Nathan C. Walker, executive director of the Religious Freedom Center, collaborated with Lyal S. Sunga in publishing a policy report for the International Development Law Organization entitled, Promoting and Protecting the Universal Right to Freedom of Religion or Belief through Law: Current Dilemmas and Lessons Learned.
The project was commissioned and financed by the Ministry of Foreign Affairs, Government of the Italian Republic and presented at the United Nations Human Rights Council in Geneva, Switzerland in March 2014.
Responders to the report included:
The rule of law has often been used to suppress freedom of religion and discriminate against religious minorities. However, history shows that the rule of law can be effectively used to promote mutual understanding of one another’s differences. These four principles explain how the rule of law can protect freedom of religion or belief as a fundamental human right, rather than be used to coerce or harm:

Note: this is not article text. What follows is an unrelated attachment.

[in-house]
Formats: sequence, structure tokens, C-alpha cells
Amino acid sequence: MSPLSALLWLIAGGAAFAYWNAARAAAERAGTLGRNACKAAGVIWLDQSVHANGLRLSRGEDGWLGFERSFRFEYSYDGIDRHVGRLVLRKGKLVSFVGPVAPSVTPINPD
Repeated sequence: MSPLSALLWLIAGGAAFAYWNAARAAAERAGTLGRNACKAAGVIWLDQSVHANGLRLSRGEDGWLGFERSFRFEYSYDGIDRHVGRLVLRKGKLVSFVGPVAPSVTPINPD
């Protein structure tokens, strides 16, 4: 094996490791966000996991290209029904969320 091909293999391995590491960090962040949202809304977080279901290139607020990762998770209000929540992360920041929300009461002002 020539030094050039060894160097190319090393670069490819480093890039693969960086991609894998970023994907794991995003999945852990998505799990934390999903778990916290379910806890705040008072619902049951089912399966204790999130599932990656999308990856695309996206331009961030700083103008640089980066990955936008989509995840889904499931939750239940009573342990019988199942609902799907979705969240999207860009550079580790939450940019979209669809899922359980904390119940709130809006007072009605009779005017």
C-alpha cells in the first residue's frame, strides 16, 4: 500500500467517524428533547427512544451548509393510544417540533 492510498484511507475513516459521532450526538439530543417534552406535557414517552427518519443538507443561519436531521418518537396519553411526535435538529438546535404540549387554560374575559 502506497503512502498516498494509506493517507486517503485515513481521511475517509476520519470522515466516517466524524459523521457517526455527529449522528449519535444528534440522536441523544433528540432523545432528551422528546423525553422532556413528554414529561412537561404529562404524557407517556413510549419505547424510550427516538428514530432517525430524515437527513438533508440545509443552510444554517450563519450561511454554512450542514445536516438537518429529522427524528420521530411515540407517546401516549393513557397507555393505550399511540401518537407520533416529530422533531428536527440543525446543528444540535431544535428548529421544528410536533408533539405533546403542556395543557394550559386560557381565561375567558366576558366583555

These principles, not to be construed as a definitive list, can help move beyond culture wars where religious rites are pitted against civil and human rights. They support the adoption of legal frameworks that transcend the mere tolerance of religious difference toward the active promotion of peaceful coexistence.